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Eighty Seven is a new boutique and art collective on Grand Ave in Phoenix


Few women would wear a green sequined dress as a wedding dress. Even fewer have a full “Hook” themed wedding.

But that’s exactly how local artists Mallory Ruiz and John Moody – a mural artist also known as MDMN – celebrated their wedding. It was a day when bartenders turned pirates, an officiant became Mr. Smee, and the pixie dust was edible. “Hook” actor Dante Basco even faced FaceTimed to say his congratulations.

The creativity didn’t stop there.

On Saturday, November 20, the couple – Ruiz in a sequined pink dress and Moody, dressed head-to-toe in vintage streetwear – opened Eighty Seven, a 1980s-themed boutique and art collective on Grand Avenue. The store will not only sell vintage streetwear and retro knickknacks, but art supplies as well. It will also present pieces of products from local artists.

Customers gather outside at the grand opening of Eighty Seven in Phoenix on November 20, 2021.

This is the couple’s first major project since returning to Phoenix in 2018 after 10 years in Los Angeles.

“We asked ourselves: what’s the next step? What are we good at? Moody said. “We’re good at art, we’re good at curators, we’re good at art culture, and we’re good at streetwear. So that’s what we did.”

What is Eighty-Seven?

The boutique is a mix of modernity and retro. The name was chosen because they were born in 1987 – a special year for them, Ruiz said.

“Every time we hear a song, see a movie, we ask ourselves, ‘what year was it made? I bet it was 1987 because it’s the coolest year ever, isn’t it? And then it clicked, ”Ruiz said.

The couple opened the store within a month, after finding the listing on Craigslist in July, Ruiz said.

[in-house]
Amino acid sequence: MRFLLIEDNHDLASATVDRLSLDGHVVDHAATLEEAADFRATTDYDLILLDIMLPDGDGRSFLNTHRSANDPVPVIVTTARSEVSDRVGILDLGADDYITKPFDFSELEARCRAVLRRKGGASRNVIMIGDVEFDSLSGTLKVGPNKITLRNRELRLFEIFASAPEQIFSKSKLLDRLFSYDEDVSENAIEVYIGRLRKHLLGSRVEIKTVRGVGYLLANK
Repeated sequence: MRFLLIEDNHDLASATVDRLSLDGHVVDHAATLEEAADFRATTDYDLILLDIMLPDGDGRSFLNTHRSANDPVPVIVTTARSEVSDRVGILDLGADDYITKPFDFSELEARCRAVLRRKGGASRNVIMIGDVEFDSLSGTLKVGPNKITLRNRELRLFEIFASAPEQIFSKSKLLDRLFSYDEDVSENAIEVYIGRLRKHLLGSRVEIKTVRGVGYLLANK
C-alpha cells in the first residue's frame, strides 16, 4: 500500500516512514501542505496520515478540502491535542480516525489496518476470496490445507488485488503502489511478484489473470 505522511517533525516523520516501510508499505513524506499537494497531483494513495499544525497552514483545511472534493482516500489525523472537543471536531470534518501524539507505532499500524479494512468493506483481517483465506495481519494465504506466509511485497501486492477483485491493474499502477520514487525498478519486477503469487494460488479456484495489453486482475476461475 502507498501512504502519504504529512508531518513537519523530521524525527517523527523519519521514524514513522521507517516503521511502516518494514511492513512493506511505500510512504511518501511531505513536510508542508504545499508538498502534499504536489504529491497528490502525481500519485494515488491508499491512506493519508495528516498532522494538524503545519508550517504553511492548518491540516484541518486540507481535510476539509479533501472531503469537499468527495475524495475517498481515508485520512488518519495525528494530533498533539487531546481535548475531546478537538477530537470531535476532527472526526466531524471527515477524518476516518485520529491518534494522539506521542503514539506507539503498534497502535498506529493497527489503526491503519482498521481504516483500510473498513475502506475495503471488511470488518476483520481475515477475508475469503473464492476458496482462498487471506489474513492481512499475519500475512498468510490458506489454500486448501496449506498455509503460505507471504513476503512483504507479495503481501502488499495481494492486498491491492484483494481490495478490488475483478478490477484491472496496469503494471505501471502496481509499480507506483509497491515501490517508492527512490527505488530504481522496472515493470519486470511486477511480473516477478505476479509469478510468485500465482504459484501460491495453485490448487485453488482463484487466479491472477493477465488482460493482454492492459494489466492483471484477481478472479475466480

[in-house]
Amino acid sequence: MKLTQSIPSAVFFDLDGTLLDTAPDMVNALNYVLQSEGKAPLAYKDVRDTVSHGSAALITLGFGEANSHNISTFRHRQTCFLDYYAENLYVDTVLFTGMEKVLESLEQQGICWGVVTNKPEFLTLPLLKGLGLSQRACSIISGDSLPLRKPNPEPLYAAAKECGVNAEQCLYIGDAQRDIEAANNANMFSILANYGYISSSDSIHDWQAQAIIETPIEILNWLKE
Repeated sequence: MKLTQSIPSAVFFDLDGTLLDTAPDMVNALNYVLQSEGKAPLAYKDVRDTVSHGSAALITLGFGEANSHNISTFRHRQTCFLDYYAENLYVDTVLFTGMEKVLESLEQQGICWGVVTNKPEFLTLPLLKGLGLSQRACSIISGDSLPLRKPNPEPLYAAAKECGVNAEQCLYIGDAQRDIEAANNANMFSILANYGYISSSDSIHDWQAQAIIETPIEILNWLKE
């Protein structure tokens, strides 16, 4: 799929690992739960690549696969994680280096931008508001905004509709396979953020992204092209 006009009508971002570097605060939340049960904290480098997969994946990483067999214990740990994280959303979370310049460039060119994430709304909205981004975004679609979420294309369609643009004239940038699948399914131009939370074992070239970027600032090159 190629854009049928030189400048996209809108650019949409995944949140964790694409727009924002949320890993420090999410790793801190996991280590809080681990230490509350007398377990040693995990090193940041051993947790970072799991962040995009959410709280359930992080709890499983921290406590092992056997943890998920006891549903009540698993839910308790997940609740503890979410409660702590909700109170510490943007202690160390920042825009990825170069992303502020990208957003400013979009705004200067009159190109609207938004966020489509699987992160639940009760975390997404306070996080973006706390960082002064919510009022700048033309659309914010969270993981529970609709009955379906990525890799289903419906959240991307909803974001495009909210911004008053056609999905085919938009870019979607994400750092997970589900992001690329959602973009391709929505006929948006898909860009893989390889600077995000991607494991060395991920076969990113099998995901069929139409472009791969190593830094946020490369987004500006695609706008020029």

Mallory Ruiz attends Rich Cottle and his children, Wyatt and Colt, at the Eighty Seven grand opening in Phoenix on November 20, 2021.

Soft neon pinks, sunny yellows and deep turquoise blues cover this minimalist boutique. To the right is a wall with painted vintage VHS tapes, all painted by local artists from the community. This is exactly what the store is supposed to be, said MDMN: a collective for creatives to share their work, a store open to artists to sell their work.

While the store has a retro vibe – subtle glowing lights line the walls and an illuminated neon purple sign greets guests as they enter – this is a store that sells brand-new ’80s-style streetwear with the brand name. store, Eighty Seven, as well as Professional Art Provisions. Illustrative paint markers, drawing books, and spray paint are all items scattered around the store for creatives.

Used VHS tapes are displayed and played on a small blue TV behind the register of Eighty Seven in Phoenix on November 20, 2021.

There are also trinkets scattered throughout the store, like video game erasers, bright blue sunglasses, and Lisa Frank coloring books and notebooks.

“We wanted people to feel, when they walk into the store, that they are somewhere else,” Ruiz said, “and in a completely different time period. ”

How they made their mark on the LA art scene

It was 2009. Moody, a musician at the time, had just finished his tour in Tempe. Her first stop after the concert was a house party. Ruiz walked around the house bar in a retro t-shirt dress and Ruiz walked in with a vintage Los Angeles Lakers t-shirt and skinny jeans.

“I just walked over to her and said, ‘Who are you? Moody said.